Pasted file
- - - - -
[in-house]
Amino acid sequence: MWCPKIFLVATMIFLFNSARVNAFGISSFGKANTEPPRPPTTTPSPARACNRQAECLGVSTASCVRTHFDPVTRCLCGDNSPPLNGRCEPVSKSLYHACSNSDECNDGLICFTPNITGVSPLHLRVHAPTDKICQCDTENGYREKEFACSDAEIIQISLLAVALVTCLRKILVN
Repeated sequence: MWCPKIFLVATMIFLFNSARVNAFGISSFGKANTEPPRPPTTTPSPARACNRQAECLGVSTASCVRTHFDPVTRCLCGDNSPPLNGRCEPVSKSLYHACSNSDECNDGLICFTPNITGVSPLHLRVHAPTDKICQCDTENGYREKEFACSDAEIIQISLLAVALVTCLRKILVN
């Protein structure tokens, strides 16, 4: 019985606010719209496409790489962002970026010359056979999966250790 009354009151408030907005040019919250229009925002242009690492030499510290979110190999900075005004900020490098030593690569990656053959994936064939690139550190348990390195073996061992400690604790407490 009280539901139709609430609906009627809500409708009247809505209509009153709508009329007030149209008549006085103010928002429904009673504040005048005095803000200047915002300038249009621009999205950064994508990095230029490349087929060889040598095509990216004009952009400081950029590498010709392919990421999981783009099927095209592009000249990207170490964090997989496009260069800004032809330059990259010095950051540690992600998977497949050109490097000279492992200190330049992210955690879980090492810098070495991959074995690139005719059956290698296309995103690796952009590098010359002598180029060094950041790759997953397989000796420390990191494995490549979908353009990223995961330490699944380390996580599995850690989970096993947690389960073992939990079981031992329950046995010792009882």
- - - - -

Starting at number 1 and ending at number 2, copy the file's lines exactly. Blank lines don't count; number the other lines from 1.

[in-house]
Amino acid sequence: MWCPKIFLVATMIFLFNSARVNAFGISSFGKANTEPPRPPTTTPSPARACNRQAECLGVSTASCVRTHFDPVTRCLCGDNSPPLNGRCEPVSKSLYHACSNSDECNDGLICFTPNITGVSPLHLRVHAPTDKICQCDTENGYREKEFACSDAEIIQISLLAVALVTCLRKILVN